Opinions

It’s time to cut the costs and ‘pain’ of travelling to access healthcare

Written by: Catherine Hughes, Involvement Network Member, the ALLIANCE

Published: 21/10/2019

Catherine reflects on some of the difficulties that she has encountered when travelling to access healthcare.

Challenge Poverty Week was an opportunity to focus on some of the issues that can negatively affect people on low incomes and consider the solutions that may help to loosen the grip of poverty. This year’s event also fell during the week the Scottish Parliament discussed transport, which made me reflect on some of the difficulties that I have experienced when travelling to access healthcare.

When we become unwell and are in need of urgent care, we all expect that in a compassionate and just society our NHS will be there for us. Those who are constrained by poverty however, face a daily struggle to keep their head above water and are anxious that they will drown as they endeavour to stay afloat. This has an impact on people’s physical and emotional health both in the short and long term.

Accessing healthcare can be particularly difficult for those caught in the grip of poverty as many cannot afford the cost of travelling to their GP or hospital.

Those who are claiming a qualifying benefit, in receipt of certain tax credits or by applying via an HC1 (SC) form and are named on a valid HC2 Certificate may be eligible for help with their travel costs to hospital. But if you need to see your GP, dentist or other primary care practitioner or if you need to access urgent primary care services during out of hours periods these costs are not generally reimbursed. Even if you are eligible, travel costs to hospital will not always be refunded in every circumstance and a lack of funds could stop people seeking the help they need.

If people cannot travel by public transport due to their condition or disability, or if they are so unwell that they need a taxi to travel to hospital or may live in a rural area where public transport services are poor then these costs are generally not refunded, even if they are in receipt of a qualifying benefit. If the individual were well off enough to afford to own a car then their mileage and costs of fuel would be reimbursed but people who can’t afford a car have to suffer the cost.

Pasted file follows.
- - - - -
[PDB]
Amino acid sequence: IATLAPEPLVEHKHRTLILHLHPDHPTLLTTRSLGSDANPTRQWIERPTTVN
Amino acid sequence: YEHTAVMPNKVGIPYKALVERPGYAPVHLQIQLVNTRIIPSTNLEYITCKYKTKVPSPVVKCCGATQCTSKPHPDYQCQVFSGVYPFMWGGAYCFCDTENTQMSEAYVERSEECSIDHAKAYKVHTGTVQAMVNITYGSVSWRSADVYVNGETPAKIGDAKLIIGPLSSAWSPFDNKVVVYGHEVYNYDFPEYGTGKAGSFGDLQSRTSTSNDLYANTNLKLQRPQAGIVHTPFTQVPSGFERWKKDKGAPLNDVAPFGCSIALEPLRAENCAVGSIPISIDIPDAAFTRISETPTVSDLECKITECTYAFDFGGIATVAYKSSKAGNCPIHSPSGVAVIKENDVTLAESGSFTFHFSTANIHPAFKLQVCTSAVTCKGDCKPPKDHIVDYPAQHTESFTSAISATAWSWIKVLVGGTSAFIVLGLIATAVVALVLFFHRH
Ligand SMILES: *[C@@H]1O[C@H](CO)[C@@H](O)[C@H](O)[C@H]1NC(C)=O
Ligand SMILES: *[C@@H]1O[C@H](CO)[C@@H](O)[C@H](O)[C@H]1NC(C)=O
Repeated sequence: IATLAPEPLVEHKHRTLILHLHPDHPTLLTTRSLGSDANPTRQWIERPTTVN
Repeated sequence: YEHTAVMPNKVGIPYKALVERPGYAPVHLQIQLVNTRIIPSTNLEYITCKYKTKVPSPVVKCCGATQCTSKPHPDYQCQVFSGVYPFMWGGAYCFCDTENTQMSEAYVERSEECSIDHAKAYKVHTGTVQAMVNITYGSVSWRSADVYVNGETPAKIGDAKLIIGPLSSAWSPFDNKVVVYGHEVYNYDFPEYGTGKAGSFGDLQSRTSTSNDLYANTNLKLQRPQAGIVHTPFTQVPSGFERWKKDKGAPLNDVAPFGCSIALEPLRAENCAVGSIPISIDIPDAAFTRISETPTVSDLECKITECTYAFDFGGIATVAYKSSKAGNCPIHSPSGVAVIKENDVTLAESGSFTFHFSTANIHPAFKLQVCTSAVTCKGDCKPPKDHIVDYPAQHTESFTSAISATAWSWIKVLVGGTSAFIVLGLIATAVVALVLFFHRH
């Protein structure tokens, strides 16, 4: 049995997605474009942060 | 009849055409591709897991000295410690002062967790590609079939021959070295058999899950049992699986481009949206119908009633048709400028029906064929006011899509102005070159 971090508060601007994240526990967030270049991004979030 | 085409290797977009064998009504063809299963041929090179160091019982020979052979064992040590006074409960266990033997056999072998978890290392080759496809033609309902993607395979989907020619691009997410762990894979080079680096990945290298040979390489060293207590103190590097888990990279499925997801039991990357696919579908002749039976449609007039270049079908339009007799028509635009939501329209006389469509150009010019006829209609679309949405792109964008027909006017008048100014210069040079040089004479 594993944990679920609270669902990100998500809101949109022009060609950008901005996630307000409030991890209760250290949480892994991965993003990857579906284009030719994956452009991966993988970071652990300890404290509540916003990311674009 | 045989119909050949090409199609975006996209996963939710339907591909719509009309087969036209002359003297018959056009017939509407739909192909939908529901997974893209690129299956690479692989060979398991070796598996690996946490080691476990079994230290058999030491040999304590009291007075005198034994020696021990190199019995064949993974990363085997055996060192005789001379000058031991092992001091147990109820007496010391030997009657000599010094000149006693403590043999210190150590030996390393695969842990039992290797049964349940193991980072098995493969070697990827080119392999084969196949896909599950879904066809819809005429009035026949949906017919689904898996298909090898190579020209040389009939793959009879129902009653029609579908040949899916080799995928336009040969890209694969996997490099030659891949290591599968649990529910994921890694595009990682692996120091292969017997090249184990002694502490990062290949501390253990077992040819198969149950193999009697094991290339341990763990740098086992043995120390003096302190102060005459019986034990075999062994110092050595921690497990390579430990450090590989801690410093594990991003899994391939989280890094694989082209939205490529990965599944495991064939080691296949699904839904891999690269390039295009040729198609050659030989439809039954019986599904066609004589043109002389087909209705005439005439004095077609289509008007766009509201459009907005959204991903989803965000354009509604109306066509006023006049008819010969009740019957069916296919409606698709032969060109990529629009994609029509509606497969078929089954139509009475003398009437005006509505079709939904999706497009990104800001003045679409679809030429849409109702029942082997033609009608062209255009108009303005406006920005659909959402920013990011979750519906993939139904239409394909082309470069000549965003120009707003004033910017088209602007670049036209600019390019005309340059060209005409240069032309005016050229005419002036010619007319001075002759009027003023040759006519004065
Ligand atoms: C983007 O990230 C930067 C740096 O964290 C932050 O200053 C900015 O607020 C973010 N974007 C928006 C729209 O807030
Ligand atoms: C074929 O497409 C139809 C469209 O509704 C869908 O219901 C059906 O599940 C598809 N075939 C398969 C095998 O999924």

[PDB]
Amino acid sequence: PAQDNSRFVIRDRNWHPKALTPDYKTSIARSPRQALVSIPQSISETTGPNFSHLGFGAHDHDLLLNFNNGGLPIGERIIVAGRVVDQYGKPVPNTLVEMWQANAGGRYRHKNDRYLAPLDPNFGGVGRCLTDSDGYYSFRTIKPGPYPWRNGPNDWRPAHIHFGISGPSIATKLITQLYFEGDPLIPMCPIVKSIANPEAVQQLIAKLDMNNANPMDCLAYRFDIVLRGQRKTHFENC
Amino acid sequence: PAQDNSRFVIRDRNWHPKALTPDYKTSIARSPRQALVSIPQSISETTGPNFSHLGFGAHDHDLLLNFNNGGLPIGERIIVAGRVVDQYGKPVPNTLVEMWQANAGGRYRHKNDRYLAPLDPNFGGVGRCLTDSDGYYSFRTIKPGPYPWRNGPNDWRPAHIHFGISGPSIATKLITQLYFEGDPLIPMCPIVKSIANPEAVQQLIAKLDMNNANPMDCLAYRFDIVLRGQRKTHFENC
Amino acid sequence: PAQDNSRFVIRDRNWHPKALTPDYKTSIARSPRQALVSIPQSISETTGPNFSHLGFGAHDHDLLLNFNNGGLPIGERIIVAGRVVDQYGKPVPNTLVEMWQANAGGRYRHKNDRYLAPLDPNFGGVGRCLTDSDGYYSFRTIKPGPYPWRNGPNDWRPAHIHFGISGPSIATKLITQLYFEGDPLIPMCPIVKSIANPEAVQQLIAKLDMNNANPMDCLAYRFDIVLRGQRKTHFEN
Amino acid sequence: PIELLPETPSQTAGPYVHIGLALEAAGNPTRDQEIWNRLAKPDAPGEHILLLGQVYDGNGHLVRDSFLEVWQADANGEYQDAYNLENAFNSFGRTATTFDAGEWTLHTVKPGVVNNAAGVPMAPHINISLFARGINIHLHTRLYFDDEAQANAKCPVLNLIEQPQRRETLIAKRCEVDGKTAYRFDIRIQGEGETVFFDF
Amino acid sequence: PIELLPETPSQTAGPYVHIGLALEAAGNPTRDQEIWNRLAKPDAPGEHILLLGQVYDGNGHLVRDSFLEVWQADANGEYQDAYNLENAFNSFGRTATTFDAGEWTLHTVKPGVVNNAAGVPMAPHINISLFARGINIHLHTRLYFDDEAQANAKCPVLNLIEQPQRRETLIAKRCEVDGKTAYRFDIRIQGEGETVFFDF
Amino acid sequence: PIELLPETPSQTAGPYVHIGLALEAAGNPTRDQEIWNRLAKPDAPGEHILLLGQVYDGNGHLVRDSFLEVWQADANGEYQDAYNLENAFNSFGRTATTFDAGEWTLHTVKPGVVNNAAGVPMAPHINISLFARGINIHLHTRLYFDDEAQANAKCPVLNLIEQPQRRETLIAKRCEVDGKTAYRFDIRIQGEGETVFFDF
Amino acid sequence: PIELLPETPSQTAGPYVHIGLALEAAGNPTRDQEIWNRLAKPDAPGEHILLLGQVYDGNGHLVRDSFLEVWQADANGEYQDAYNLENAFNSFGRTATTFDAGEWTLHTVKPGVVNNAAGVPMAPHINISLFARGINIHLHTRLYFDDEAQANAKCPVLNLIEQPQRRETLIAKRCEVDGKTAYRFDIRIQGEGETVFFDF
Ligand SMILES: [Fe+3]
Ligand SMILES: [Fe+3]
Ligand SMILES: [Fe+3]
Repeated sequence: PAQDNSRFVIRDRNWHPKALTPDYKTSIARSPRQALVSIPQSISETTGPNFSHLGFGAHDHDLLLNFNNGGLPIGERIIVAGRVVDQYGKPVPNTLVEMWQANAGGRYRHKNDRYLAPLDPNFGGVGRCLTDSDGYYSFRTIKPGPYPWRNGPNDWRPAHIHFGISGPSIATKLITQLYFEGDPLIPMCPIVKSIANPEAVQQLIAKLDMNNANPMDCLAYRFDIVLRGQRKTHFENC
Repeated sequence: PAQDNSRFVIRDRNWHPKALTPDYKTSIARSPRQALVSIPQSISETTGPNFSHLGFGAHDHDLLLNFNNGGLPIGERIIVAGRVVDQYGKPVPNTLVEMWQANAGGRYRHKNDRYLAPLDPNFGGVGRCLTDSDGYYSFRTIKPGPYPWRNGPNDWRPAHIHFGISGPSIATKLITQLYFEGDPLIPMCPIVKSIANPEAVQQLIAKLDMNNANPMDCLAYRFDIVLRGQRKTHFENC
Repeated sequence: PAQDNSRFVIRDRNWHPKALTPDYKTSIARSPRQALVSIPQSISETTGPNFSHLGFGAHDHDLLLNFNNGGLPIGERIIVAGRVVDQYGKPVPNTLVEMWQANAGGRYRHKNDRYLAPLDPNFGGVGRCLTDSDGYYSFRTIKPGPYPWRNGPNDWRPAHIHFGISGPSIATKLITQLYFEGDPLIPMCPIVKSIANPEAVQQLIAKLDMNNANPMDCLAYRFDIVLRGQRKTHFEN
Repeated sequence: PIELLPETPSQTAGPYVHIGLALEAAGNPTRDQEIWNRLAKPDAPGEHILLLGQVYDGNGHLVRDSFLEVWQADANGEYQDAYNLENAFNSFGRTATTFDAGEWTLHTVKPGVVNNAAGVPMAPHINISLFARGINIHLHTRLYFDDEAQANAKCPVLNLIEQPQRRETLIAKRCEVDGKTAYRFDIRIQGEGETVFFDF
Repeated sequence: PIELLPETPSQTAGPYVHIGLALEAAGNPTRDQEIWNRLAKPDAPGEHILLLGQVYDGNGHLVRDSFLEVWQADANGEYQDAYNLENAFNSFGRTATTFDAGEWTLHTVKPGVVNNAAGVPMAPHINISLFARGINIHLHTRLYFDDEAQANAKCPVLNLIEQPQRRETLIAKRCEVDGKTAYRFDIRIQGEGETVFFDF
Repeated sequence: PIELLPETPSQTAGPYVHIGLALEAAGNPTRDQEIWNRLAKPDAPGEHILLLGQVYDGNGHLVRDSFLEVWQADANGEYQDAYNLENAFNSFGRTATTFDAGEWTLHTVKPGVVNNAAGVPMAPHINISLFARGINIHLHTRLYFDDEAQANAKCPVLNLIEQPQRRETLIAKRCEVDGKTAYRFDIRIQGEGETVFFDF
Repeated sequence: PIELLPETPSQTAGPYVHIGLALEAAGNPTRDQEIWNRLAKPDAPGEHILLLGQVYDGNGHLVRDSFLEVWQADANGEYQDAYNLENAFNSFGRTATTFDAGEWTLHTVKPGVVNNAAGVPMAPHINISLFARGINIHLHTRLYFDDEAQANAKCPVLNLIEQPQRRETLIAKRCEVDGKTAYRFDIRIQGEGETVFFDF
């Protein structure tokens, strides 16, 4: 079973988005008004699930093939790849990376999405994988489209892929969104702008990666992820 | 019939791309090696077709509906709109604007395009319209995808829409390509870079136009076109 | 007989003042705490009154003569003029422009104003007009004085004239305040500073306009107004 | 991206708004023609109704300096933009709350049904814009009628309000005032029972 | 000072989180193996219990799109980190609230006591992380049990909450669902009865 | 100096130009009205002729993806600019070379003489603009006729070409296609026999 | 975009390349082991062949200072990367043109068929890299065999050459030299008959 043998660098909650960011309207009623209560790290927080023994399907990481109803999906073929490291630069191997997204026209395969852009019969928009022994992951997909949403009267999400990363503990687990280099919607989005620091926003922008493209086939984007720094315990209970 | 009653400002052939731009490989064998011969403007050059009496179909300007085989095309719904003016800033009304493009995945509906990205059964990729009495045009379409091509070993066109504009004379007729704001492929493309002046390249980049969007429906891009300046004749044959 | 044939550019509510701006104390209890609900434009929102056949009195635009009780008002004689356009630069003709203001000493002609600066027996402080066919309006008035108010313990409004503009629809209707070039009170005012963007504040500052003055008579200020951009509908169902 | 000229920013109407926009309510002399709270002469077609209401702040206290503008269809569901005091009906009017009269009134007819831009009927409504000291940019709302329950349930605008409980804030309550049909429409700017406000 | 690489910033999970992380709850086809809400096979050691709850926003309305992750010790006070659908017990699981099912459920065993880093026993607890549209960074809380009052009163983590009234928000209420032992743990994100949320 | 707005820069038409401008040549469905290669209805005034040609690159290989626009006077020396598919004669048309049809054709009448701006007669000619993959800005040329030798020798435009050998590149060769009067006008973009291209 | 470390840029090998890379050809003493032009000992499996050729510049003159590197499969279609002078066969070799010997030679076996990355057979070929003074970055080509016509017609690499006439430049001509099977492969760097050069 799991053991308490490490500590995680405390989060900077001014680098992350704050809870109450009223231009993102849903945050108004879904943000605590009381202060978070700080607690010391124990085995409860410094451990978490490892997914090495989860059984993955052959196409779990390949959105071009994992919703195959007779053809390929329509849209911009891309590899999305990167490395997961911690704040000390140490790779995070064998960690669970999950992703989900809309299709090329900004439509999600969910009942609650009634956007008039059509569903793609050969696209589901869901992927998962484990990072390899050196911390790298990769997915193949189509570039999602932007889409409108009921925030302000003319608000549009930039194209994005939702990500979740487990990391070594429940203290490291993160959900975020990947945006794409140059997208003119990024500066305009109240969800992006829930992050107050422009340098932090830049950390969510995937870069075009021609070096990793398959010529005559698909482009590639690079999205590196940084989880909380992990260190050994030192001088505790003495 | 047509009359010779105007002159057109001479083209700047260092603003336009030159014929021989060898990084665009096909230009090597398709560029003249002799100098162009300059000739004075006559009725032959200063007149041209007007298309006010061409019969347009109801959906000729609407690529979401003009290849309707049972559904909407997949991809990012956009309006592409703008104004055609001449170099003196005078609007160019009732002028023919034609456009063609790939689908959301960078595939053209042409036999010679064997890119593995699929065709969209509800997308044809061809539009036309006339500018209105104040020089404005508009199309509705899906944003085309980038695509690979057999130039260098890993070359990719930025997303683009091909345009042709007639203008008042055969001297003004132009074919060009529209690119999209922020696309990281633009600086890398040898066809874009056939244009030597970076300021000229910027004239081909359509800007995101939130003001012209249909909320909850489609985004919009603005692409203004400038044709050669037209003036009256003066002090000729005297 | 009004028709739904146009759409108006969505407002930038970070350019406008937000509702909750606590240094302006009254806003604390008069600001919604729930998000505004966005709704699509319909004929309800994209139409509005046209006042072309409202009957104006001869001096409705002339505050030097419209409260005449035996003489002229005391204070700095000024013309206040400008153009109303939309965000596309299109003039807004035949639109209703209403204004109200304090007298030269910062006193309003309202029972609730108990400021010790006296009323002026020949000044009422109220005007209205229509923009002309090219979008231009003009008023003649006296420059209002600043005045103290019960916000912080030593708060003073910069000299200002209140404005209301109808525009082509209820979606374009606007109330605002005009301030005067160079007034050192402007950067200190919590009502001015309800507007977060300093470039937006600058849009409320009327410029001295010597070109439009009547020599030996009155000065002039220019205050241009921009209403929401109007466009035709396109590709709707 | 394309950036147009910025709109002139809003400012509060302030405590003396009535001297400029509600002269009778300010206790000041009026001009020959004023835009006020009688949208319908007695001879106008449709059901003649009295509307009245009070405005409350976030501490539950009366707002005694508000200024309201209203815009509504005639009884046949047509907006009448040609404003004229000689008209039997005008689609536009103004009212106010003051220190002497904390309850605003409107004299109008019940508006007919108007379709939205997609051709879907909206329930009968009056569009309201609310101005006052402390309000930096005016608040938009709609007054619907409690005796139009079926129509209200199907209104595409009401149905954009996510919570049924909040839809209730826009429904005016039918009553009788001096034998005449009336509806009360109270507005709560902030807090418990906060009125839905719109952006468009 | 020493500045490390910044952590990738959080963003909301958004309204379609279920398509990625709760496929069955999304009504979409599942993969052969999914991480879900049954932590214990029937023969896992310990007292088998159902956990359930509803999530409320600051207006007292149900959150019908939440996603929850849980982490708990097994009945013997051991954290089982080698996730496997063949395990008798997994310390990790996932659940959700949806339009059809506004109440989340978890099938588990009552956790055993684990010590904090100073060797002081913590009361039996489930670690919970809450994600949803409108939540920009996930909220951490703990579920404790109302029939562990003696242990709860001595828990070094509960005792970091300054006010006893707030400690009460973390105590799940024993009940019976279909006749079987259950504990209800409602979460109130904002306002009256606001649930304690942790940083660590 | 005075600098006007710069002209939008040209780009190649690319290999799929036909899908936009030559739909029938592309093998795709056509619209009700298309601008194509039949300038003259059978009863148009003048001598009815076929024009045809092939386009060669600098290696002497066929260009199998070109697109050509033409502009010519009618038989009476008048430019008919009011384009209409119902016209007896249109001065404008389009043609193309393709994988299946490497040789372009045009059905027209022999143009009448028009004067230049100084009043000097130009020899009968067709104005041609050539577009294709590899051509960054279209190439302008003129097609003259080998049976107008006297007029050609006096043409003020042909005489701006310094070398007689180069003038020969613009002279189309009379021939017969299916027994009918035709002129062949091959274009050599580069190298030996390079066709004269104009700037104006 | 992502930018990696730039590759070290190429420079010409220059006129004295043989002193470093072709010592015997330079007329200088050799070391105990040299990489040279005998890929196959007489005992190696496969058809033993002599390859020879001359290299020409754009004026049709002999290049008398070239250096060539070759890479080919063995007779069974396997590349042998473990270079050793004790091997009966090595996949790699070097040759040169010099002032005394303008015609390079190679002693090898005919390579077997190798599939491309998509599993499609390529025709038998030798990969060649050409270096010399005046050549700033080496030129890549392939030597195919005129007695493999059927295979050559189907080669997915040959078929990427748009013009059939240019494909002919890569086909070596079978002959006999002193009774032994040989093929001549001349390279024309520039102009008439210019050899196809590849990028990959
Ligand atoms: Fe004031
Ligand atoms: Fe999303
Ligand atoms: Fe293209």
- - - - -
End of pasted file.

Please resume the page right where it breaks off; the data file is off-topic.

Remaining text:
I have experienced numerous occasions where public transport was inappropriate and the cost of taxis were not refunded, adding to the burden of living in poverty. This may make many question whether they can afford to travel to hospital to seek the healthcare that they need. In the past year alone due to serious health issues and complications myself and my Mum have had to spend in excess of £500 to travel to our GP and to attend hospital by taxis.

I have sought to clarify the issue and was told that in some circumstances taxis may be provided, however my attempts to try to arrange this or get my fares reimbursed when I have needed to travel by taxi have been futile. The costs of travel to the GP are not eligible to be refunded at all by anyone and a GP told me she has personally paid from her own purse for a few people who had no money available. However, the cost of reimbursing taxis is significantly less for our NHS and the public purse than having to provide hospital patient transport or an ambulance. There therefore needs to be a review.

Alarmingly, in the past year NHS Greater Glasgow & Clyde’s out of hours services have been closed in excess of 200 times which has disproportionately affected those who are disadvantaged and experience health inequalities and poverty. At a meeting I attended earlier this year, a person from Inverclyde expressed their concern that they were having to pay £30 each way resulting in a £60 round trip cost to travel by taxi to access out of hours care when their local facility was closed. There are many people whether working or not who would struggle to be able to afford this. In the past year, myself and my Mum have had to attend out of hours services, A&E and for investigations. Although we enquired about how we could go about reclaiming our taxi fares to travel to hospital even though we are in receipt of an eligible benefit we were informed that we couldn’t.

Last year, in the dead of winter, travelling through the Queen Elizabeth University Hospital I saw parents with three tiny children under five who had been attending the hospital who were walking home at midnight as the last bus had been. This is not humane and the issue of travelling to access healthcare needs to be reassessed.

In a country like ours everyone should be able to get to the healthcare that they need when they need it. People may be in a position where if they cannot afford to travel to their GP, they may then misuse the ambulance service or decide to travel to hospital when their issue could have been resolved by their GP.

The solution is to ensure that out of hours services are appropriately staffed and not closed, particularly in those in areas disproportionately affected by the grip of poverty where many people have higher healthcare needs and experience health inequality. People and carers should receive assistance with the costs of travelling to access healthcare whether that be travelling to the GP or hospital and needs to be reviewed urgently along with the policy regarding taxi fares.

The Poverty Alliance and the Health and Social Care Alliance Scotland are jointly hosting an event on the 6th November to examine the links between poverty and health and to hear your views about the issues and some of the solutions. What do think are the main issues affecting the health of people who are experiencing poverty?

Register for the event on Eventbrite (this link will take you away from our website).

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